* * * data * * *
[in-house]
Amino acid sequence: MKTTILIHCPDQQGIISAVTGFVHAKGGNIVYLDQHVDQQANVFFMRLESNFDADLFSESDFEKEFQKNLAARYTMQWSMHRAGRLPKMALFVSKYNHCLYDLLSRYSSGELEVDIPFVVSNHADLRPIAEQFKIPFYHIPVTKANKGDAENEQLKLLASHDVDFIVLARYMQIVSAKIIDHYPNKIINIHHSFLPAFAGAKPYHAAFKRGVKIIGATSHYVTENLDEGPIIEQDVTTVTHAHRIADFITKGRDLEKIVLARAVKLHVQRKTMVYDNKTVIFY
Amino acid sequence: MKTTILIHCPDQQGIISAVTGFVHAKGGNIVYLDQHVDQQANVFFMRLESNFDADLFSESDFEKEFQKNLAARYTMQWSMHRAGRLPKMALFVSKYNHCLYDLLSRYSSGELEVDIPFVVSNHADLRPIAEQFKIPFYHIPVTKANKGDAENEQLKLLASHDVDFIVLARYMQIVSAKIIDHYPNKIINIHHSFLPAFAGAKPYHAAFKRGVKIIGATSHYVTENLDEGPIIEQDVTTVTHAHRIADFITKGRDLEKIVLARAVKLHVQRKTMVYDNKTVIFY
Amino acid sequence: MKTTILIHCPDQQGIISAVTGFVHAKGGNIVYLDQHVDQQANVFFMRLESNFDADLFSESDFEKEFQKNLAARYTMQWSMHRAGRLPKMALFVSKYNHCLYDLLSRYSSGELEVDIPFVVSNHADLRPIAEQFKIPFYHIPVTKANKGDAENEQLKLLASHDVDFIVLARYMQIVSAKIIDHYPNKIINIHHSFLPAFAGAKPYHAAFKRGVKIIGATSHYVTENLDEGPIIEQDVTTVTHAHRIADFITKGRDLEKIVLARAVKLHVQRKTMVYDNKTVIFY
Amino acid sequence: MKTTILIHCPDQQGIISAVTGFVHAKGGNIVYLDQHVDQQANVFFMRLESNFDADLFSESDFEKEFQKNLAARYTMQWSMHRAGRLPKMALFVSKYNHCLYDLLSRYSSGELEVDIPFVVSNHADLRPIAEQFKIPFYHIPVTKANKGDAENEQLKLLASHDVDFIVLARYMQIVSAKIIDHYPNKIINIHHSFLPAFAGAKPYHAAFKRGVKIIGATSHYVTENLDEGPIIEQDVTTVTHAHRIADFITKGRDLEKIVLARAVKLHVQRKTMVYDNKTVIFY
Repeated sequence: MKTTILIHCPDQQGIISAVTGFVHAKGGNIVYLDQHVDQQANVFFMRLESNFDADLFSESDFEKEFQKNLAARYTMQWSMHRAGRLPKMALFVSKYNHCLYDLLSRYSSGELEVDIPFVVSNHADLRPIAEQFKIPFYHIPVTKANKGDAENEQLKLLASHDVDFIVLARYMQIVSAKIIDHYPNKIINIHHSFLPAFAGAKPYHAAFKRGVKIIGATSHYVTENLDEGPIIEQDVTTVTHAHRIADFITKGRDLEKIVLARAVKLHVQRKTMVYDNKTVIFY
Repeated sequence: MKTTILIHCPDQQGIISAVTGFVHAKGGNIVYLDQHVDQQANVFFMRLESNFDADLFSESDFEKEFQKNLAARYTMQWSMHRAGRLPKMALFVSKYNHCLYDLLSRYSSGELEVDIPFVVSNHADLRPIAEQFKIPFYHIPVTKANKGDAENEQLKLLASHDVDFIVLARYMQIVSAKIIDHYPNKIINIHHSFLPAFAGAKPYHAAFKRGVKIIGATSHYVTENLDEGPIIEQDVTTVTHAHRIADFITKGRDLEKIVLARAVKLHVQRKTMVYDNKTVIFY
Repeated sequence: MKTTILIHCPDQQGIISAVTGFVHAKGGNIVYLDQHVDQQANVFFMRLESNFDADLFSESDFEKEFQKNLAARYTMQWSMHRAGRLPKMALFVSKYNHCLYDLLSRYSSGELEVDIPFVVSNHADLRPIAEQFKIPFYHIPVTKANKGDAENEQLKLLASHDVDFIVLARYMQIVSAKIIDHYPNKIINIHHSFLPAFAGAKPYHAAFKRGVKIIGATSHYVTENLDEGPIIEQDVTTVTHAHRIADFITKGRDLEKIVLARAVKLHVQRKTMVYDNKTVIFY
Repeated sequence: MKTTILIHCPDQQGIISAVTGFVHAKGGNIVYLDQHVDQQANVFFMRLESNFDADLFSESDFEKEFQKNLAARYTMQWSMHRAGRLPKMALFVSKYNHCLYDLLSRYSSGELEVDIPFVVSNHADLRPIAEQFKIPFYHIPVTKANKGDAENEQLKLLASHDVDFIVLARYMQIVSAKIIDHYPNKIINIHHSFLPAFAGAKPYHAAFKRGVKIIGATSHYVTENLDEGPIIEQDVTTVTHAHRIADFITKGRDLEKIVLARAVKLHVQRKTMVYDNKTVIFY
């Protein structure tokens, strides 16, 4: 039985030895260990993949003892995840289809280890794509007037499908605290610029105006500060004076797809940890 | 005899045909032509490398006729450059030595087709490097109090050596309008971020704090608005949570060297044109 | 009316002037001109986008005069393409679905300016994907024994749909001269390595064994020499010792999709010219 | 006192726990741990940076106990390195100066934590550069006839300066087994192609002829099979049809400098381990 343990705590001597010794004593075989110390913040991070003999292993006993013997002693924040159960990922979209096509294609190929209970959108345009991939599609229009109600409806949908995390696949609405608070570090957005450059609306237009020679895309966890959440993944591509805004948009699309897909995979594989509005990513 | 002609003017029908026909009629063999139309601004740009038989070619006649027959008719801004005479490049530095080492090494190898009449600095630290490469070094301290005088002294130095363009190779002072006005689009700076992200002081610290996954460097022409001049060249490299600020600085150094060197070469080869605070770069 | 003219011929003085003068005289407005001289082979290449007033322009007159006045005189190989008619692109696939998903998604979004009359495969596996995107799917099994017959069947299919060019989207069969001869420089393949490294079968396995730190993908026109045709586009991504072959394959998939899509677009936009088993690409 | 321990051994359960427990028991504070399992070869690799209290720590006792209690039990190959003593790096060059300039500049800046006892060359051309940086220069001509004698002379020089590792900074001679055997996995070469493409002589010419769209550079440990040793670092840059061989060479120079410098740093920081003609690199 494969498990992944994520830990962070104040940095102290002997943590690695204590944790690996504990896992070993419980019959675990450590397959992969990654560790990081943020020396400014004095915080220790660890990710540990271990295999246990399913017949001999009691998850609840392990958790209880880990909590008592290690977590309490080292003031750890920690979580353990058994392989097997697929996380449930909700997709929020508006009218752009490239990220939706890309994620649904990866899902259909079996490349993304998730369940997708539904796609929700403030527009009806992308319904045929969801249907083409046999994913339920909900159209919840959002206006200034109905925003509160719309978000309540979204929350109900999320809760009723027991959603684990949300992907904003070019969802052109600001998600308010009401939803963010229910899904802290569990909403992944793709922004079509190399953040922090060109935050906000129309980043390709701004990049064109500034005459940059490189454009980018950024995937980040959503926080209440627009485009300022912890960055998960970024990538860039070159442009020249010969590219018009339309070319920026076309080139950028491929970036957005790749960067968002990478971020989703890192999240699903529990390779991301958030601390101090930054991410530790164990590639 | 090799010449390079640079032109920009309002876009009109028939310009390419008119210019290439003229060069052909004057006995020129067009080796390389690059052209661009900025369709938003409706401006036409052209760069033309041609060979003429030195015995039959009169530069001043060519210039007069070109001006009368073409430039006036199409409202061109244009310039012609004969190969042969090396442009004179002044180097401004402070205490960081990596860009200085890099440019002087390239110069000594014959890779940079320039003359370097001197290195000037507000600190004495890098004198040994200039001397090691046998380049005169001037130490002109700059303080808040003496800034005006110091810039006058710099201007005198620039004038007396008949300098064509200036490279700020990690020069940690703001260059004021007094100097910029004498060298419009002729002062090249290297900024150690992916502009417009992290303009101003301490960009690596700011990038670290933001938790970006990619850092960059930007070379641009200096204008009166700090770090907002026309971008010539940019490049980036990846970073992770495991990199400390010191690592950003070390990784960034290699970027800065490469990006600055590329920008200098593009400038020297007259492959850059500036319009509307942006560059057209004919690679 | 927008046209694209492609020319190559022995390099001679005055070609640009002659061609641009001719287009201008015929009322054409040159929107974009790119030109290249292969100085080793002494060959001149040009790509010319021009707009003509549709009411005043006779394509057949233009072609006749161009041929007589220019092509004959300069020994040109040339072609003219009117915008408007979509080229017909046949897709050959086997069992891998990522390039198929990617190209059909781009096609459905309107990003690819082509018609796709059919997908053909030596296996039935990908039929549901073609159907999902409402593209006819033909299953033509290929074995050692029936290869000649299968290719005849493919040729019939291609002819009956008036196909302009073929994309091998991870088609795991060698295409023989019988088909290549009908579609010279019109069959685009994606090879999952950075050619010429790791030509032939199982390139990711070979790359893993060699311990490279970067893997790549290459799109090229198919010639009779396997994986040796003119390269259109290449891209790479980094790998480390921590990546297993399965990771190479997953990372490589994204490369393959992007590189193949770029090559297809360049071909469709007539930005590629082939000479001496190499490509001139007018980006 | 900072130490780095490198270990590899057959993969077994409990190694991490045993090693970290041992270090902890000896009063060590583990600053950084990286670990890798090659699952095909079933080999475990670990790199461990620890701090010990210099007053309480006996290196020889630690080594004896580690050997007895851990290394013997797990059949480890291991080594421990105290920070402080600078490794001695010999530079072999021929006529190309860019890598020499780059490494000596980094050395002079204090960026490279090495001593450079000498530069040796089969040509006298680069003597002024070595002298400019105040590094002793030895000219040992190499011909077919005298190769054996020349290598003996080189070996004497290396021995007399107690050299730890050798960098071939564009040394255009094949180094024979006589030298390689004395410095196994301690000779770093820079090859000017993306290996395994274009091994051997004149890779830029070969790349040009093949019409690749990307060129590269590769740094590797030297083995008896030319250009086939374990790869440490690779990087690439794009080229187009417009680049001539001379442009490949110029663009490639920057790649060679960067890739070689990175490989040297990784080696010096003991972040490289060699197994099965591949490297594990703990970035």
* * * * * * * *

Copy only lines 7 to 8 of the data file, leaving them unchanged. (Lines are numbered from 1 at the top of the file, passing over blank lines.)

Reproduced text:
Repeated sequence: MKTTILIHCPDQQGIISAVTGFVHAKGGNIVYLDQHVDQQANVFFMRLESNFDADLFSESDFEKEFQKNLAARYTMQWSMHRAGRLPKMALFVSKYNHCLYDLLSRYSSGELEVDIPFVVSNHADLRPIAEQFKIPFYHIPVTKANKGDAENEQLKLLASHDVDFIVLARYMQIVSAKIIDHYPNKIINIHHSFLPAFAGAKPYHAAFKRGVKIIGATSHYVTENLDEGPIIEQDVTTVTHAHRIADFITKGRDLEKIVLARAVKLHVQRKTMVYDNKTVIFY
Repeated sequence: MKTTILIHCPDQQGIISAVTGFVHAKGGNIVYLDQHVDQQANVFFMRLESNFDADLFSESDFEKEFQKNLAARYTMQWSMHRAGRLPKMALFVSKYNHCLYDLLSRYSSGELEVDIPFVVSNHADLRPIAEQFKIPFYHIPVTKANKGDAENEQLKLLASHDVDFIVLARYMQIVSAKIIDHYPNKIINIHHSFLPAFAGAKPYHAAFKRGVKIIGATSHYVTENLDEGPIIEQDVTTVTHAHRIADFITKGRDLEKIVLARAVKLHVQRKTMVYDNKTVIFY